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im getting new rims and tires for my car, cant decide what size tires to go with, 295 30 22 or 305 40 22, or 285 35 22? thanks alot.
 

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everyone seems to be an expert on 22's but i wonder how many actually have them....? hmmm anyways, I think the 285 is plenty big enough and will give you the best look unless you desire a more off road look. in that case go big or go home. But if you plan on exploring the urban jungle 285's are the way to go :thumb: good luck and post some pictures of her when she gets her new shoes!
 

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CMoore05 said:
everyone seems to be an expert on 22's but i wonder how many actually have them....? hmmm anyways, I think the 285 is plenty big enough and will give you the best look unless you desire a more off road look. in that case go big or go home. But if you plan on exploring the urban jungle 285's are the way to go :thumb: good luck and post some pictures of her when she gets her new shoes!
Doesn't take an expert to know when you reduce tire sidewall and add more rim you lose ride quality, which is unfortunate on a range because they ride so nice on normal wheels/tires.
 

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That's what everyone said when i wanted to upgrade my 19s to 20s. i went to a 275 55 20 and if anything the ride got smoother. It handles 10x better and looks a ton better too! i recommend it to anyone.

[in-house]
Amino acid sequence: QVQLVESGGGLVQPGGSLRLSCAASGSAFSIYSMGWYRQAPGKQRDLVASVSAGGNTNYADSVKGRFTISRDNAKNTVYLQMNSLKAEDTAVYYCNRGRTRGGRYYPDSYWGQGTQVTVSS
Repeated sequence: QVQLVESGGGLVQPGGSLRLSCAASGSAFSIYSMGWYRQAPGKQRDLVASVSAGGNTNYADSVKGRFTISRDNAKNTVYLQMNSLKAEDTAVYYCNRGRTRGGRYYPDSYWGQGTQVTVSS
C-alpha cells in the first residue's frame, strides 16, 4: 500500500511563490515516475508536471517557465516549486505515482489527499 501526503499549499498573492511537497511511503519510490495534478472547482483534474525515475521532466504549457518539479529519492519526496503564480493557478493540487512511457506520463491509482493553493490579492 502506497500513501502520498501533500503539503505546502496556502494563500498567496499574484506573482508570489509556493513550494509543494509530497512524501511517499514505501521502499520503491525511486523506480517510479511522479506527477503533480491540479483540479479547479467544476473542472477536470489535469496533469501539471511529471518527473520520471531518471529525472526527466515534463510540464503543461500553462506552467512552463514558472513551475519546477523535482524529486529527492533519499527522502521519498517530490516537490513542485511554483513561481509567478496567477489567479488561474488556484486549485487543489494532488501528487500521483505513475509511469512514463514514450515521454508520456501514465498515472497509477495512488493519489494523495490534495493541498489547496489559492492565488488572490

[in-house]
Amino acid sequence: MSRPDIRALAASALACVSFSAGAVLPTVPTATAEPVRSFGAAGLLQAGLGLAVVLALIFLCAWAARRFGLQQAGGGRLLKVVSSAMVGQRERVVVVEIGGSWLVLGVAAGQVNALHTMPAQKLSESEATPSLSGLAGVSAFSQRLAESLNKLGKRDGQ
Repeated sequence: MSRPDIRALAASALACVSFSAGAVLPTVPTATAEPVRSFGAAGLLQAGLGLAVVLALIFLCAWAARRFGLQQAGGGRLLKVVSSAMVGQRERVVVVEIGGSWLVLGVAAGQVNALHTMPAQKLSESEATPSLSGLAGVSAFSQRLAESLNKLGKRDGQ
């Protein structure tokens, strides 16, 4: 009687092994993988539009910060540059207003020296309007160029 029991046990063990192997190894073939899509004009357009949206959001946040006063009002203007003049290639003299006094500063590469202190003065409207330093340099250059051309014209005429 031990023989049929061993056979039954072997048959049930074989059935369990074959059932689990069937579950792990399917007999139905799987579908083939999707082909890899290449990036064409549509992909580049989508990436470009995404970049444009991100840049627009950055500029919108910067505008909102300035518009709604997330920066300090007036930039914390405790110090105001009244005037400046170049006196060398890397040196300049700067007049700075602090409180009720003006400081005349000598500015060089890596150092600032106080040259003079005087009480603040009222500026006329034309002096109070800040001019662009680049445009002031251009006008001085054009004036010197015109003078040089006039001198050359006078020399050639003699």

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CMoore05 said:
That's what everyone said when i wanted to upgrade my 19s to 20s. i went to a 275 55 20 and if anything the ride got smoother. It handles 10x better and looks a ton better too! i recommend it to anyone.
When you reduce side wall the ride gets stiffer, period! Going from 19 to 20 is marginal, when you go from 19-22 it will be a harsher ride. This is true on any car! The overall size of the total wheel tire combo should always remain the same, so when you step up in rim size more often than not that step up means a step down in side wall. Less side wall = less cushion over bumps

Not that I care what you guys do to your cars, I'm just saying.
 

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but you will have better handling with low profiles. i prefer my 22s over my 19s that i use during the winter. Since my RR stays on pavement u cant loose with 22s. Sumitomo HTR sport HP 265/40/22
 

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36dbldz said:
but you will have better handling with low profiles. i prefer my 22s over my 19s that i use during the winter. Since my RR stays on pavement u cant loose with 22s. Sumitomo HTR sport HP 265/40/22